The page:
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Examining potential increases to capital gains tax rates

Tax planning strategies for private business owners

If signed into law, President Biden’s proposed changes to income tax rates could affect transactions involving long-term capital gains that business owners so often encounter. Take a closer look at how to continue tax planning in this uncertain environment through the lens of selling a closely held partnership.

A real possibility

President Biden recently called for tax hikes focused on upper-income taxpayers to help offset the cost of his proposed $1.8 trillion “human infrastructure” initiative known as the American Families Plan. The plan—further described in the recently released General Explanations of the Administration’s Fiscal Year 2022 Revenue Proposals, otherwise known as the “Green Book”—includes increases to top individual income and capital gains tax rates, repealing like-kind exchanges for gains above $500,000, eliminating stepped-up basis for certain inherited assets, and other provisions.

Even though significant tax code changes appear to be a real possibility, it’s difficult to know exactly what may be enacted into law. Political and economic considerations could affect some of President Biden’s proposals, which may be modified or eliminated as his plan moves through the legislative process. It’s important to be mindful when it comes to questions of tax planning for high net-worth individuals and business owners. Simply put, there may not be an easy, quick, or uniform answer.

When evaluating the impact of potential tax rate changes for a specific sale event, a taxpayer’s initial perspective may be that their tax liability will increase by the mere fact that the applicable tax rates could potentially be going up. A critical aspect to understanding one’s tax posture is to model the tax consequences using various fact patterns and scenarios over multiple years. Modeling is not to be confused with predicting and includes comparing alternatives to help identify issues and favorable or unfavorable tax drivers that may not have been previously contemplated. It’s also important to remember that there’s been no legislative action on aspects of the American Families Plan.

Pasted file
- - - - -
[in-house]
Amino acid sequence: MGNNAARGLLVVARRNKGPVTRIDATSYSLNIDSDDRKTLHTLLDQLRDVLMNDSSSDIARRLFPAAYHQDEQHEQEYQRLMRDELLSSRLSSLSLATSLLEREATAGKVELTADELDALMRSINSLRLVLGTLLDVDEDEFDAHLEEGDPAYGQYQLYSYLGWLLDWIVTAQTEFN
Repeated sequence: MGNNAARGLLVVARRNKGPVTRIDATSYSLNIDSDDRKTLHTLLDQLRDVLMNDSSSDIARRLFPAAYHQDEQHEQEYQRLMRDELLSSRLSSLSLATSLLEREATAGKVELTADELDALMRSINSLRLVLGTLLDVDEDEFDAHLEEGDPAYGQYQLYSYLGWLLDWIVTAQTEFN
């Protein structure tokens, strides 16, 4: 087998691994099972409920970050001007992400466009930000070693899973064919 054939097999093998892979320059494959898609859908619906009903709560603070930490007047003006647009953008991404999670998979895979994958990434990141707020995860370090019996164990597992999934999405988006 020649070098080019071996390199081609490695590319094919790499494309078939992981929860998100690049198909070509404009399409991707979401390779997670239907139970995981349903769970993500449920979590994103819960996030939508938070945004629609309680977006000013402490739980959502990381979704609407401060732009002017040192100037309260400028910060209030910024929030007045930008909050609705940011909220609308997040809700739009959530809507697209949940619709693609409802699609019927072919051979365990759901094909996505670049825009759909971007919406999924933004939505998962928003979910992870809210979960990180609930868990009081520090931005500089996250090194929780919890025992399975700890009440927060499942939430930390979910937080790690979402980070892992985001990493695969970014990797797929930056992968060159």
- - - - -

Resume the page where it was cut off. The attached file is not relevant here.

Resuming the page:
This summary identifies some, but not all, issues that should be given attention when contemplating the sale of a closely held operating business to a third party in an uncertain tax rate environment. And it discusses certain tax provisions included in the American Families Plan that would be applicable to the sale of a business should the proposed tax changes become law.

Understanding what’s important

When contemplating the sale of a business to a third party, decisions should not be rushed or made without proper planning. Working closely with trusted advisers to outline financial and personal goals can help define the best path to achieve those goals while efficiently managing tax liabilities. This step is an important one in the modeling process, as it provides measurable objectives and a well-defined end goal.

It is important for sellers to understand the various forms in which the sale could be effected to aid in structuring the sale in a tax efficient manner while still meeting nontax goals. Ultimately, the decision on how to best structure the sale to achieve goals is a complex one. It likely warrants its own modeling, depending on aspects like types of assets owned by the partnership and buyer negotiations, all of which are beyond the scope of this publication.

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Looking ahead

Regardless of the state of tax policy changes on the horizon, thoughtful, long-term modeling may help mitigate risks. To that end, you should:

  • Adopt a multiyear perspective in reviewing your tax situation, evaluating the tax implications of shifting income or deductions;
  • View transactions with regard to both their economic and tax implications;
  • Stay engaged with understanding the tax changes being debated by Congress and the administration so you can act quickly once Congress is prepared to enact tax increases; and
  • Review your tax situation with a trusted adviser regularly.

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Meet the authors

For more information, please contact:
Wendy Diamond, US Family Enterprise Leader, Deloitte Tax LLP
Courtney Reitman-Deinlein, Managing Director, Deloitte Tax LLP
Jared Lowe, Senior Manager, Deloitte Tax LLP
Katie Bowles, Senior Manager, Deloitte Tax LLP

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